Talks with GM ‘have taken a turn for the worse,’ union says
Talks between the United Auto Workers union and General Motors “have taken a turn for the worse,” according to the union’s chief negotiator, suggesting that no immediate end is in sight for the auto industry’s longest strike in decades.
The setback in talks followed several days of reported progress between the two sides. They hope to reach a new four-year deal.
Terry Dittes, the vice president of the United Auto Workers union negotiating team, sent a letter to members midday Sunday saying that the union found the company’s latest contract proposal to be totally unacceptable to the union.
“They reverted back to their last rejected proposal and made little change,” said Dittes’ letter. He said the union negotiators “could not be more disappointed” in GM’s position.
With nearly 50,000 GM employees on strike, this is the largest work stoppage at any US business since the last time autoworkers struck GM in 2007. But that strike was over in less than three days. This strike is now in its 21st day.
“We continue to negotiate in good faith with very good proposals that benefit employees today and builds a stronger future for all of us,” GM said in a statement. “We are committed to continuing discussions around the clock to reach a resolution.”
Despite the setback, the two sides are continuing to talk Sunday according to the UAW.
Major issues in these talks include GM’s use of temporary workers, as well as the union’s demand that the company find work for some or all of the four plants it announced it would to close. GM has already halted work at an assembly line in Lordstown, Ohio, as well as transmission plants in Warren, Michigan, and Baltimore. It also plans to halt work at the Hamtramck assembly plant in Detroit early next year.
The union wants GM to bring some production in Mexico to the United States. But a source familiar with the negotiations says bringing back a product lines from Mexico still has not been addressed in the talks. That particular issue was tabled to make progress in other areas, but the product line issue has popped up again, the source added.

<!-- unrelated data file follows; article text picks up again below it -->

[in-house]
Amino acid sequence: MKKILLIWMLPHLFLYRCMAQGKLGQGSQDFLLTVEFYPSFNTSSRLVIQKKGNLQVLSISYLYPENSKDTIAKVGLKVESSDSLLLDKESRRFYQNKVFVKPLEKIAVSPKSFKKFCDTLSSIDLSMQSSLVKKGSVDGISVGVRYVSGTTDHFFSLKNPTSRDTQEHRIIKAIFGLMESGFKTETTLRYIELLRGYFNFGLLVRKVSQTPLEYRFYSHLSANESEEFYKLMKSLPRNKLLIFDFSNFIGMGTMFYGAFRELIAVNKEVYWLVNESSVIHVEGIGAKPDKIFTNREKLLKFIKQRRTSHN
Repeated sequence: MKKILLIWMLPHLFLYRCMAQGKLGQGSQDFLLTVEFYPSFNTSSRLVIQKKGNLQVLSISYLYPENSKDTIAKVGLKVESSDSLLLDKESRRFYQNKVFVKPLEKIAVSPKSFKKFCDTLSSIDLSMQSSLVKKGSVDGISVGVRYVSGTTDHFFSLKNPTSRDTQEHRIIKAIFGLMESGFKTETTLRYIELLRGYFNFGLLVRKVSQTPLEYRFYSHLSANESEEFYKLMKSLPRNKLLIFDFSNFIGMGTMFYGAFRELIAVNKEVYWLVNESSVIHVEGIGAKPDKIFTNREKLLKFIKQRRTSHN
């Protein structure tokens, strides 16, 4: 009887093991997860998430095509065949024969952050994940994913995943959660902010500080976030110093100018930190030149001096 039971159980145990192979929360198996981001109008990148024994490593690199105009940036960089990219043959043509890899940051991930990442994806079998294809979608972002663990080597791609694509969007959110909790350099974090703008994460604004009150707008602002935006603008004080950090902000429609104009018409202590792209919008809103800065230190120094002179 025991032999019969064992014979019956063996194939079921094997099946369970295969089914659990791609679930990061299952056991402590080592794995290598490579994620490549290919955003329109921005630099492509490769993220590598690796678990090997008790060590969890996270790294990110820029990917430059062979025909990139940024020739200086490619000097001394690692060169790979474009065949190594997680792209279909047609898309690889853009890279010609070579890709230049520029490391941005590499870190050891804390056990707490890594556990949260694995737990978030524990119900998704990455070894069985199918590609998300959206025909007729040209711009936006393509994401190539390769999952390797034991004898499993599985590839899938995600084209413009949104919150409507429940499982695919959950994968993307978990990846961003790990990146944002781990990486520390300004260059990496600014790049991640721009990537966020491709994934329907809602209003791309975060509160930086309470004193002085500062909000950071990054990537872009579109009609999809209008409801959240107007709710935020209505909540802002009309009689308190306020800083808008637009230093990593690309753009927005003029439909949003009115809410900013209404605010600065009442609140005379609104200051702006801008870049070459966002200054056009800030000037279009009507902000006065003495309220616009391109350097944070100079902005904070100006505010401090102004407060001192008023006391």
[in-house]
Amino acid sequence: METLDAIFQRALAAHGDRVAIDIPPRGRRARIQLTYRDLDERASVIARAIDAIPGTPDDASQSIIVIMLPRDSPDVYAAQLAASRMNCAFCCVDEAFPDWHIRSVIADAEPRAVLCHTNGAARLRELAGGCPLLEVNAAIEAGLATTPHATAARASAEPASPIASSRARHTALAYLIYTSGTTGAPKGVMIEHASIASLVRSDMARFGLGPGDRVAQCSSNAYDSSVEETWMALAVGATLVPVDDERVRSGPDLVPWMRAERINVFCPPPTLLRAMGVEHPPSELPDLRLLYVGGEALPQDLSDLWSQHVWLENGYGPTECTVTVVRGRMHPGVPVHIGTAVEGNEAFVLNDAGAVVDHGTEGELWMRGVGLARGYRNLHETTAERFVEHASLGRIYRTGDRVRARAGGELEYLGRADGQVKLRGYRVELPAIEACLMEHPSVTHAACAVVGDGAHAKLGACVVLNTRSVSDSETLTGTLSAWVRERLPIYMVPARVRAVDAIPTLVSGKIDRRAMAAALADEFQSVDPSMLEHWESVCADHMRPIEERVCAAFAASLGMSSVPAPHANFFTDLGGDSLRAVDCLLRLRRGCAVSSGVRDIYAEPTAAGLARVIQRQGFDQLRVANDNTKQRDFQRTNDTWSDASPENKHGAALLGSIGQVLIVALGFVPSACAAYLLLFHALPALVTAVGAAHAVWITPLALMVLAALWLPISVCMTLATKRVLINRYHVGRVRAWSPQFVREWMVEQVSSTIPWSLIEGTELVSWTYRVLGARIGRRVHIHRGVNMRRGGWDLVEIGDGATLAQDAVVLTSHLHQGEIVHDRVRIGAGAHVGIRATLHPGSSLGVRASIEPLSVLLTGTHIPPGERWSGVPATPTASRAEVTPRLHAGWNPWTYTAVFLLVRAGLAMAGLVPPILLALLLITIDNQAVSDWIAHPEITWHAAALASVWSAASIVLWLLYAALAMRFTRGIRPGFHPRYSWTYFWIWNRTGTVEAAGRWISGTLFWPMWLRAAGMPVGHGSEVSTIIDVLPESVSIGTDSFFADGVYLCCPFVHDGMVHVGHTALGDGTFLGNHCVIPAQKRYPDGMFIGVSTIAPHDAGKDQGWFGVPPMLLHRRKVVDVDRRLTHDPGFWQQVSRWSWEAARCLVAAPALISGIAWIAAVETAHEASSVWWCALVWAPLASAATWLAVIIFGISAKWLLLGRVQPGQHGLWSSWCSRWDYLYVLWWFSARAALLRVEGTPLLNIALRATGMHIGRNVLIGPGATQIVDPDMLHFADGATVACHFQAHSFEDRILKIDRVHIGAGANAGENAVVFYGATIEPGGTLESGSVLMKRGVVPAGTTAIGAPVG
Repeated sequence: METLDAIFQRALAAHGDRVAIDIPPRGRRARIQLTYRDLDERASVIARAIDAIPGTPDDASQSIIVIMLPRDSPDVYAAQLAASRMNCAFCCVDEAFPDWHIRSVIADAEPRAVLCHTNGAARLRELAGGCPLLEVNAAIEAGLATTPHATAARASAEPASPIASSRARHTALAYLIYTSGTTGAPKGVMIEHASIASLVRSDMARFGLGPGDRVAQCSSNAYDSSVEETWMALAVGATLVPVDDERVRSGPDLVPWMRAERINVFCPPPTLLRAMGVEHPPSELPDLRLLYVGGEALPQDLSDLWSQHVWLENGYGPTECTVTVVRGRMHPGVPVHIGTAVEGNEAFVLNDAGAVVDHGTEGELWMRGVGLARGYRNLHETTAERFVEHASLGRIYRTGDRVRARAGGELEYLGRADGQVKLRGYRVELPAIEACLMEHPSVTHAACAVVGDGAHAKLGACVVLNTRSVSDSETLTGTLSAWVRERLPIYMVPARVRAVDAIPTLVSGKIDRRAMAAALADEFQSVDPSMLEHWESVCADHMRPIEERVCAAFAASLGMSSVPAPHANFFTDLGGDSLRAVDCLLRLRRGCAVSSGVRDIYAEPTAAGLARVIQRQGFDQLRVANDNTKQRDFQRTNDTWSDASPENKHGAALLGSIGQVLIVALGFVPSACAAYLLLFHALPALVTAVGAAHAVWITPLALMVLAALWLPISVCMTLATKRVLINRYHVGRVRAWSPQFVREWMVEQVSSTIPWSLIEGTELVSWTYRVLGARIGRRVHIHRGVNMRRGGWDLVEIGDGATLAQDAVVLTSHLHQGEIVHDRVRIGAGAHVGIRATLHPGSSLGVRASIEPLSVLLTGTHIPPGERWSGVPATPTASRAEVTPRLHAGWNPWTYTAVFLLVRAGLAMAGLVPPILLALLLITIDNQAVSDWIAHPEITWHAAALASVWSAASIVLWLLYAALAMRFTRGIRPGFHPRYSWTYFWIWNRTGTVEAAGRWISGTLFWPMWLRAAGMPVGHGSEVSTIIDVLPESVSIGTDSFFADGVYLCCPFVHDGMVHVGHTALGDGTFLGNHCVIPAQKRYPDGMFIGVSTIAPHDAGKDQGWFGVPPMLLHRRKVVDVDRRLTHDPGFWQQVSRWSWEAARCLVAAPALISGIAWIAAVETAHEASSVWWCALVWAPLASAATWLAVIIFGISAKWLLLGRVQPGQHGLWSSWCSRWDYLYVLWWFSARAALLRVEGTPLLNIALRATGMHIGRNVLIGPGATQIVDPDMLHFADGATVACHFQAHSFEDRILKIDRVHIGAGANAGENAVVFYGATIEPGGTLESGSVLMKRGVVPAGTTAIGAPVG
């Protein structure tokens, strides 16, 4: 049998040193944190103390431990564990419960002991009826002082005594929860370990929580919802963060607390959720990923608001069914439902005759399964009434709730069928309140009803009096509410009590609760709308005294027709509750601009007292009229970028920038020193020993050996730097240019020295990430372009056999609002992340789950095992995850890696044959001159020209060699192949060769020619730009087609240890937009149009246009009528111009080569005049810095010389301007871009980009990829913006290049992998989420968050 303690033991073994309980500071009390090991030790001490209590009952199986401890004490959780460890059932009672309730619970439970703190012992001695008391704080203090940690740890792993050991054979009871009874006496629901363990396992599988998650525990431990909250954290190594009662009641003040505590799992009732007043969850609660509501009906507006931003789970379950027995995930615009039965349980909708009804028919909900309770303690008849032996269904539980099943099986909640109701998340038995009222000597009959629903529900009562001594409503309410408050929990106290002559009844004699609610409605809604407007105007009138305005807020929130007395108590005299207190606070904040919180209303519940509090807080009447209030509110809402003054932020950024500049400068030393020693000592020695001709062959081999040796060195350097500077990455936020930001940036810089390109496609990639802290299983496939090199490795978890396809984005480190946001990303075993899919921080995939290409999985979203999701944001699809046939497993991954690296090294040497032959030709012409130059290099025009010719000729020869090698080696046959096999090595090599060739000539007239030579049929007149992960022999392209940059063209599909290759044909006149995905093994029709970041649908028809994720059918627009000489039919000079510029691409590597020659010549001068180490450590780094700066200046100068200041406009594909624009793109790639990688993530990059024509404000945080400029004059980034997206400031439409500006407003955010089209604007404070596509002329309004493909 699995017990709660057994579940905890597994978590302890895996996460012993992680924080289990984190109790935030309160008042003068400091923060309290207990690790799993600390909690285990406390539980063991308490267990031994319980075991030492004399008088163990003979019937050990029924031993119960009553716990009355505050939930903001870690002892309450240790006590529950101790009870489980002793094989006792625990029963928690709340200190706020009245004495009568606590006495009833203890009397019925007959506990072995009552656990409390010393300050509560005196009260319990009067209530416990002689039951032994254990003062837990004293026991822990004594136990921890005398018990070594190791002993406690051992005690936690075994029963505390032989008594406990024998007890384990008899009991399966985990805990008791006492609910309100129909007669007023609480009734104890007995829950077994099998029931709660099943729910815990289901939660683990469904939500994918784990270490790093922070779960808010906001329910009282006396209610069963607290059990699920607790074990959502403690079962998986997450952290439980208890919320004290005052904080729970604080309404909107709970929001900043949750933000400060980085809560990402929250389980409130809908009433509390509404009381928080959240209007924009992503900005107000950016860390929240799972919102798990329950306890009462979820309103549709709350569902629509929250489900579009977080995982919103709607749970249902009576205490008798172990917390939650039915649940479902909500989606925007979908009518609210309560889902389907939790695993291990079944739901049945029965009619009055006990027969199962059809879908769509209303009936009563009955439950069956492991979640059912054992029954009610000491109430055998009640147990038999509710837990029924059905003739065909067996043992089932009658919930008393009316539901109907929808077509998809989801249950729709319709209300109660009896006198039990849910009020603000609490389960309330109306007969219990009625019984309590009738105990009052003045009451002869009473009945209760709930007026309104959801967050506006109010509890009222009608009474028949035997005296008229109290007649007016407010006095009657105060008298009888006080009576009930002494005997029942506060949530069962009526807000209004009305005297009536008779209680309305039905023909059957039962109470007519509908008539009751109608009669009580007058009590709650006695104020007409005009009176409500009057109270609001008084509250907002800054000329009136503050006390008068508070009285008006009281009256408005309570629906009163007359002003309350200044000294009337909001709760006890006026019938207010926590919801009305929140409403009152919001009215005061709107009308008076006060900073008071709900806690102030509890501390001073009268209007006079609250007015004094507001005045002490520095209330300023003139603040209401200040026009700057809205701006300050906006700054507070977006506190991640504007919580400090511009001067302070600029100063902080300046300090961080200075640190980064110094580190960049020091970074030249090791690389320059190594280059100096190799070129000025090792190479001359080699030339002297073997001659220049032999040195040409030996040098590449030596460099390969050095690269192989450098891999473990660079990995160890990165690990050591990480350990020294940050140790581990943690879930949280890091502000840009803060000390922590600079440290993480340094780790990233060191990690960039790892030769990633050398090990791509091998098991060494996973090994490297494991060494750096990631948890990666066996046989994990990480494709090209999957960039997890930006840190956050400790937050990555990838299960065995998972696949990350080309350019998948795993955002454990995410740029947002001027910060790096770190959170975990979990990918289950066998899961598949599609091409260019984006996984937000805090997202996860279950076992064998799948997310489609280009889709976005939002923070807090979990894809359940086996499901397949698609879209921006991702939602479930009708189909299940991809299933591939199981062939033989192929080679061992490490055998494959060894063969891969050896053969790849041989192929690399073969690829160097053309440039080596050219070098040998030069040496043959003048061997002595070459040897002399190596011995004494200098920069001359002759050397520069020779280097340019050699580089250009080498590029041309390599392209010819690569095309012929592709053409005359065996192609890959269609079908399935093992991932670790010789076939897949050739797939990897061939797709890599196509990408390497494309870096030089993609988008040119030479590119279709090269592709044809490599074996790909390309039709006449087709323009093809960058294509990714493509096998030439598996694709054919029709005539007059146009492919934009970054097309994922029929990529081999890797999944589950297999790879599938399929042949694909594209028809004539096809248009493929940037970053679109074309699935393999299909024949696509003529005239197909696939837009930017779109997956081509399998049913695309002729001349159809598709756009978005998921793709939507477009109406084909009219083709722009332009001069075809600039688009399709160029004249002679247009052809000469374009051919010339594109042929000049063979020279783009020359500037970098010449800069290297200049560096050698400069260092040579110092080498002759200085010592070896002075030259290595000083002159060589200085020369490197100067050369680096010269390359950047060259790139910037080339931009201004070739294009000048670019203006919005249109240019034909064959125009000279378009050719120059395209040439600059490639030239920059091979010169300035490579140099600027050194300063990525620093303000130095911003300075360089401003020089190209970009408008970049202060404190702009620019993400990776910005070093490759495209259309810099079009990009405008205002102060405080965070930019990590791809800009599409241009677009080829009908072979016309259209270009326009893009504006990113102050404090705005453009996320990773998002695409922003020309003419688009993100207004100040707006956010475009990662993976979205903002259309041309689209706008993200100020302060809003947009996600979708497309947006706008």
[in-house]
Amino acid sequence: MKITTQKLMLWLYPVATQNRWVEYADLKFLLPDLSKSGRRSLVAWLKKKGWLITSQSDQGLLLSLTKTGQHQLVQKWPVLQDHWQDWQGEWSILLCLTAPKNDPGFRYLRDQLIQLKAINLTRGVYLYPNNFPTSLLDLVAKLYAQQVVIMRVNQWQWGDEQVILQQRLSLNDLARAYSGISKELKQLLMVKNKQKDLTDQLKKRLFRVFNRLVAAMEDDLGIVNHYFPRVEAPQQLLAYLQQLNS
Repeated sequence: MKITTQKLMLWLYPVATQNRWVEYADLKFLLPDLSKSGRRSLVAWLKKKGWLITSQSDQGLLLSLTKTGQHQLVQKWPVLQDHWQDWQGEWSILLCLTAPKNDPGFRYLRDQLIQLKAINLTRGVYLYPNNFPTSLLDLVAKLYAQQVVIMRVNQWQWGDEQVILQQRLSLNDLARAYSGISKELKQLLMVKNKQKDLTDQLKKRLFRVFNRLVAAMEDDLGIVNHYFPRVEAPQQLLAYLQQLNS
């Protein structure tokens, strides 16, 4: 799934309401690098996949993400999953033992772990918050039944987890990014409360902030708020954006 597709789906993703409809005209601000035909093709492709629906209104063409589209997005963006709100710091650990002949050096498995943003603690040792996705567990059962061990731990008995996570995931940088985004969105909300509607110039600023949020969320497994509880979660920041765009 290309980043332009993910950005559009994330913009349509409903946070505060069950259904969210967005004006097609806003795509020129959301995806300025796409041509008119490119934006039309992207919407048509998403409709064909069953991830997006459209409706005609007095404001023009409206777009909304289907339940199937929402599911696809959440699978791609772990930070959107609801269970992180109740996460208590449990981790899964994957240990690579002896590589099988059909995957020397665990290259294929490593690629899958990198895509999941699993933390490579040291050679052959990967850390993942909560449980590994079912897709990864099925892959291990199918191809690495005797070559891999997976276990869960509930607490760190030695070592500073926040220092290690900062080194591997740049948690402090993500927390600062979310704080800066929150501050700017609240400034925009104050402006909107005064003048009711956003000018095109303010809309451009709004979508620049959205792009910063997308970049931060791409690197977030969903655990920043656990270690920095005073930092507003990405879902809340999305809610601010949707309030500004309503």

The four US plants had about 3,000 UAW members on payroll at the time of the closing announcement. GM said it has found other jobs for 2,300 of those workers, but many had to relocate to take those other jobs.
GM said it had offered $7 billion in investment in US plants to create or save 5,400 jobs. as well as “solutions” for Lordstown and Hamtramck. But the union found those proposals unacceptable. Dittes’ letter said GM’s proposal did nothing to provide the job security guarantees the union is demanding.
Additional issues include wages and benefits and profit sharing.
“The company has shown an unwillingness to fairly compensate the great workforce of the UAW,” said Dittes’ letter.
The two sides had met every day since the strike started at 12:01 a.m. on Monday, September 16. The strike had halted work at 31 GM factories and 21 other facilities spread across nine states, mostly in the center of the country. It also led to layoffs at many of the 10,000 American suppliers that provide auto parts and other goods and services to GM. That may have furloughed as many as 200,000 additional workers at those companies, according to estimates. GM has had to halt work at some of its other plants in Canada and Mexico due to the strike, idling nearly 10,000 additional GM workers who are not part of the UAW.
The strike has been costly for both sides. Those on the picket lines had been getting only $250 a week in strike benefits, starting with the second week of the walkout. That’s far below the more than $30 an hour that most of the veteran workers had been earning. Altogether that comes to lost wages of about $18 million a day for the striking GM employees, according to an estimate from Anderson Economic Group, a Michigan research firm concentrating on the auto industry. The strike has cost GM about $600 million in total lost profits through three weeks of the strike, according to Anderson.
But GM had built up the inventory of cars it had available before the strike to limit lost sales. Still, credit rating agency Moody’s had estimated that once the strike went more than one or two weeks, the chances of it having a material impact on its finances had increased. GM’s credit rating is only one step above junk bond status and any downgrade into junk bond status would risk raising GM’s cost of borrowing.
GM and other automakers are dealing with declining US car sales along with the need to spend billions of dollars to develop electric and self-driving vehicles that GM believes represent the future for the industry. GM has said much of the $6 billion a year it hopes to save from plant closings would be invested in those research and development efforts.
But GM has remained very profitable, even in the face of declining sales in both the United States and China, now its largest market for car sales. The union has said its members made sacrifices to save the company 10 years ago as it went through bankruptcy and a bailout. The union argues that the record profits GM has reported mean the workers deserve to be compensated for those sacrifices.
Union contracts with Fiat Chrysler and Ford had been extended while the union tried to reach a deal with GM.
— CNN Business’ Vanessa Yurkevich contributed reporting to this article